The Conscious Competence Model The Conscious Competence Model by A Maslow; is a good model to reflect upon during a coaching journey. Cube 1. How good are my listening skills? Cube 2 – Better understanding of any short comings Cube 3 – Practising active listening more consciously Cube 4 – Further practise, reflect and ask for feedback to lead to an unconscious competence. The challenge is to become consciously aware and focused on the coachee. This will enable further practise and development of listening skills so that it becomes an unconscious competence. These techniques will improve your overall listening skills, creating harmonious conversations, greater understanding, empathy, tolerance and a sense of well-being in your life and relationships with others.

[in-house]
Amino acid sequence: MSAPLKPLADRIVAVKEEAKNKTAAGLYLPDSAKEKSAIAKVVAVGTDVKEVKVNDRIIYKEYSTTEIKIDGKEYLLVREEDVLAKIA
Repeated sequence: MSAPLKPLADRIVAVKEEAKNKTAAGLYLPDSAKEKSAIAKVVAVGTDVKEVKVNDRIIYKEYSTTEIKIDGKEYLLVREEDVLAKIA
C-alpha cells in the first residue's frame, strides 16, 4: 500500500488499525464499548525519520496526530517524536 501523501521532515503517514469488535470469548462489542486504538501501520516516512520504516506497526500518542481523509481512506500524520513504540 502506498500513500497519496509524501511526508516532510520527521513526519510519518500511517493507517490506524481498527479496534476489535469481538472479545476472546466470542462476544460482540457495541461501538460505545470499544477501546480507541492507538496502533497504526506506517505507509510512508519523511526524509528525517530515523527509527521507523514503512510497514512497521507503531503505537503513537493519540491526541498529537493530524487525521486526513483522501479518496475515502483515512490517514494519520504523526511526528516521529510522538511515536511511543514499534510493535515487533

Michael J Robey

Psychic Medium | Psychic Investigator

Psychic.gr

www.psychicgr.com